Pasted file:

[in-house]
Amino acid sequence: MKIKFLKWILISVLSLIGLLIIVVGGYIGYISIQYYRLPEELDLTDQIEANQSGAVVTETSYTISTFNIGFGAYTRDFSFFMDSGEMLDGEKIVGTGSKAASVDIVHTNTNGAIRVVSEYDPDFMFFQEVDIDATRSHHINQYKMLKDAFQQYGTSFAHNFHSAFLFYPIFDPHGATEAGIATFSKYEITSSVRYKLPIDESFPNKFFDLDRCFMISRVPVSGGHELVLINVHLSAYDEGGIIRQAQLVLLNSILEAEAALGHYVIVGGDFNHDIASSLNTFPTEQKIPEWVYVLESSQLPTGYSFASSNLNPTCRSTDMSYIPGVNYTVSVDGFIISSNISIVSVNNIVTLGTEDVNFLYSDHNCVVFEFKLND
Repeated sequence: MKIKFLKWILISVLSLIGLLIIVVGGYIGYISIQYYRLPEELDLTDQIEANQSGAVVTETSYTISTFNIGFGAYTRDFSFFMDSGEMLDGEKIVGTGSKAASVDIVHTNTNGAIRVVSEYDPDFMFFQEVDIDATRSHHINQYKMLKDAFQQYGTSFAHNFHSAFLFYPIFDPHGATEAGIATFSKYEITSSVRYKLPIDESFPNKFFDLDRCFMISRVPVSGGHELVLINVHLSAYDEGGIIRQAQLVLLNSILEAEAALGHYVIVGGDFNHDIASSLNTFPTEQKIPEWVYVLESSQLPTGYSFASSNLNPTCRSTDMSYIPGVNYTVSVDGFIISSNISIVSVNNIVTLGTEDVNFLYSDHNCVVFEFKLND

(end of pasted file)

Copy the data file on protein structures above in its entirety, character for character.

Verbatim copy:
[in-house]
Amino acid sequence: MKIKFLKWILISVLSLIGLLIIVVGGYIGYISIQYYRLPEELDLTDQIEANQSGAVVTETSYTISTFNIGFGAYTRDFSFFMDSGEMLDGEKIVGTGSKAASVDIVHTNTNGAIRVVSEYDPDFMFFQEVDIDATRSHHINQYKMLKDAFQQYGTSFAHNFHSAFLFYPIFDPHGATEAGIATFSKYEITSSVRYKLPIDESFPNKFFDLDRCFMISRVPVSGGHELVLINVHLSAYDEGGIIRQAQLVLLNSILEAEAALGHYVIVGGDFNHDIASSLNTFPTEQKIPEWVYVLESSQLPTGYSFASSNLNPTCRSTDMSYIPGVNYTVSVDGFIISSNISIVSVNNIVTLGTEDVNFLYSDHNCVVFEFKLND
Repeated sequence: MKIKFLKWILISVLSLIGLLIIVVGGYIGYISIQYYRLPEELDLTDQIEANQSGAVVTETSYTISTFNIGFGAYTRDFSFFMDSGEMLDGEKIVGTGSKAASVDIVHTNTNGAIRVVSEYDPDFMFFQEVDIDATRSHHINQYKMLKDAFQQYGTSFAHNFHSAFLFYPIFDPHGATEAGIATFSKYEITSSVRYKLPIDESFPNKFFDLDRCFMISRVPVSGGHELVLINVHLSAYDEGGIIRQAQLVLLNSILEAEAALGHYVIVGGDFNHDIASSLNTFPTEQKIPEWVYVLESSQLPTGYSFASSNLNPTCRSTDMSYIPGVNYTVSVDGFIISSNISIVSVNNIVTLGTEDVNFLYSDHNCVVFEFKLND